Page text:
OUR OPINION: Political dawn comes up purple in Minnesota
Funny thing about Minnesota in its glory days -- the 1970s, the years when the cover of Time magazine touted "The State That Works": It was neither a Republican- nor a DFL-dominated time. For example, on its web page devoted to the "Minnesota Mir...
Funny thing about Minnesota in its glory days -- the 1970s, the years when the cover of Time magazine touted "The State That Works":
It was neither a Republican- nor a DFL-dominated time. For example, on its web page devoted to the "Minnesota Miracle" -- the 1971 restructuring of fiscal policy -- the Minnesota Historical Society credits the 1967-1971 Republican legislatures as well as state Sen. Wendell Anderson, a Democrat who was elected governor in 1970.
In other words, bipartisan policymaking not only has worked in Minnesota's recent past but has done so extremely well.
That's why the creation by two Minnesota state senators -- one Republican, one Democrat -- of a new Purple Caucus is such an encouraging sign.
Can the two parties really learn to sit down, forge deals and craft policy?
They not only can. They have, and the result was America's best-governed state.
"Two state senators team up to create a 'Purple Caucus' as a way to bring change the political climate in the state and bring politicians from both parties together," TV station KARE-11 in the Twin Cities reported.
"State Sen. Jeremy Miller, a Republican from Winona, says he gets the same complaint over and over when he returns to his district.
"'Why can't you guys get along? Why can't you work together?' constituents said.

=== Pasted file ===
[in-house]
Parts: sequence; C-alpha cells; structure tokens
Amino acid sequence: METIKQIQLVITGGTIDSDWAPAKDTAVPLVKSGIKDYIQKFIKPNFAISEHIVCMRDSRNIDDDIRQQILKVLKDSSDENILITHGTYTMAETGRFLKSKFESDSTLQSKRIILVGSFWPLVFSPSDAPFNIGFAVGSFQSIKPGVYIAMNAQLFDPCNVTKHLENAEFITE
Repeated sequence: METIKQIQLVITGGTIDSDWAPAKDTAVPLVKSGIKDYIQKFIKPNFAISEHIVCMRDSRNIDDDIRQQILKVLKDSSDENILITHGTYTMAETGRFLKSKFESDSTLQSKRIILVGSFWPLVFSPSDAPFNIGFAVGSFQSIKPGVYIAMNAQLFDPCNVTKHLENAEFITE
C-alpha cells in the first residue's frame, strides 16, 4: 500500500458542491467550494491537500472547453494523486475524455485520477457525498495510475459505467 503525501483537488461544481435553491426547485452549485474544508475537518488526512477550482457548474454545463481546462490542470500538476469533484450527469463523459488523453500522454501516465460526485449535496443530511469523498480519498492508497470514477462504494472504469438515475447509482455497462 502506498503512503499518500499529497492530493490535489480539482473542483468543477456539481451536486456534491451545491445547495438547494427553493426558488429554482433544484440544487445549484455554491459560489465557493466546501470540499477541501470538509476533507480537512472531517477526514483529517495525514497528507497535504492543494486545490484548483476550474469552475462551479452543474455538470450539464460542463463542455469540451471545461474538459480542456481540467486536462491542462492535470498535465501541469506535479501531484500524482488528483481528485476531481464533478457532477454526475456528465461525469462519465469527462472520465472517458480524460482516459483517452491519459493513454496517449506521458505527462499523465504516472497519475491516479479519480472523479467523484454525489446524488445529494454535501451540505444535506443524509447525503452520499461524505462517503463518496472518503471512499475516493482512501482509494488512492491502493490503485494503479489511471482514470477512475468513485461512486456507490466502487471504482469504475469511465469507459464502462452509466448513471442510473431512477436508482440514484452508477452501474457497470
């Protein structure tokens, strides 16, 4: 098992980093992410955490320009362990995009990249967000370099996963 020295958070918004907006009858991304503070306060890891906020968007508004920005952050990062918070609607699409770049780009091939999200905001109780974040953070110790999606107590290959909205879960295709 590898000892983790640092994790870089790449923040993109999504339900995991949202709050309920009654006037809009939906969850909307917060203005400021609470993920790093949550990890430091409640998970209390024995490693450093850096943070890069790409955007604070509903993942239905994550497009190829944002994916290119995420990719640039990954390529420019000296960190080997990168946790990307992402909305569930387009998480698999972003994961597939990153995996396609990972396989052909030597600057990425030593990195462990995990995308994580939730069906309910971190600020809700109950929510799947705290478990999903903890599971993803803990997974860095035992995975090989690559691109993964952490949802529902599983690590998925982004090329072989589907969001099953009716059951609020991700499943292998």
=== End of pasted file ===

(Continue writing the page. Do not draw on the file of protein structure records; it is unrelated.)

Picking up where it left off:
"Miller says it's time to do something about it. He has teamed up with Sen. Roger Reinert, a Democrat from Duluth."
The name "Purple Caucus" derives in part from what happens when you mix red and blue and in part from the military's interservice "purple groups," said Reinert, a Navy Reserve lieutenant.
If the armed services can put rivalries aside and work together for the national good, Democrats and Republicans can work for what's best for Minnesota, he said.
Easier said than done? You bet. In politics, after all, "service" very often takes a back seat to "getting reelected."
But here's the thing: Greater cooperation is in both parties' self-interest. For Republicans, that's easy to see, although agonizing for many GOPers to accept. In November, Minnesotans passed judgment on Republican legislators' hard-line rule. The result was Democratic majorities in both houses.
As for Democrats, who hold not only the Legislature but also the governorship: Why should they bother to give Republicans even the time of day?
Because of the dangers of overreach. The temptation to give in to interest groups' pent-up demands is strong, as Democratic lawmakers should know.
The DFL should promote bipartisan policymaking to keep the party's own extremist impulses in check.
The G.I. Bill, Social Security, Medicare, the Civil Rights Act of 1964: These and other landmark laws were passed by bipartisan majorities in both houses of Congress. That's no accident. Compromise results in good policy because it forces lawmakers to take both parties' concerns into account.
Minnesota legislators used to live by that rule. With luck, the Purple Caucus will help them do so again.